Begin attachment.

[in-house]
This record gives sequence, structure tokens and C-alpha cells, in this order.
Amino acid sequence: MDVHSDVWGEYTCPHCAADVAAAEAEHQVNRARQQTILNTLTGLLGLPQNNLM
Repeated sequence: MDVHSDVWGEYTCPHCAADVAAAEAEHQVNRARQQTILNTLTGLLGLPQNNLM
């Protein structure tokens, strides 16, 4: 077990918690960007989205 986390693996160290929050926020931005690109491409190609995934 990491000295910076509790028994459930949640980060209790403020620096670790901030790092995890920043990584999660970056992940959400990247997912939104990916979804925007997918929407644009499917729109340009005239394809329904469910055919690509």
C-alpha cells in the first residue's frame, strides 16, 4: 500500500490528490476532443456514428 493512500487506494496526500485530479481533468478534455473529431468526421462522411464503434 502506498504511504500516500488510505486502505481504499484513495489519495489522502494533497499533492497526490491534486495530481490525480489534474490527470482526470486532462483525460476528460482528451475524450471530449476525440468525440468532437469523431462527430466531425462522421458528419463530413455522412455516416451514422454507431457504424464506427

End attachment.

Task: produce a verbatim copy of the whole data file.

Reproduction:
[in-house]
This record gives sequence, structure tokens and C-alpha cells, in this order.
Amino acid sequence: MDVHSDVWGEYTCPHCAADVAAAEAEHQVNRARQQTILNTLTGLLGLPQNNLM
Repeated sequence: MDVHSDVWGEYTCPHCAADVAAAEAEHQVNRARQQTILNTLTGLLGLPQNNLM
């Protein structure tokens, strides 16, 4: 077990918690960007989205 986390693996160290929050926020931005690109491409190609995934 990491000295910076509790028994459930949640980060209790403020620096670790901030790092995890920043990584999660970056992940959400990247997912939104990916979804925007997918929407644009499917729109340009005239394809329904469910055919690509």
C-alpha cells in the first residue's frame, strides 16, 4: 500500500490528490476532443456514428 493512500487506494496526500485530479481533468478534455473529431468526421462522411464503434 502506498504511504500516500488510505486502505481504499484513495489519495489522502494533497499533492497526490491534486495530481490525480489534474490527470482526470486532462483525460476528460482528451475524450471530449476525440468525440468532437469523431462527430466531425462522421458528419463530413455522412455516416451514422454507431457504424464506427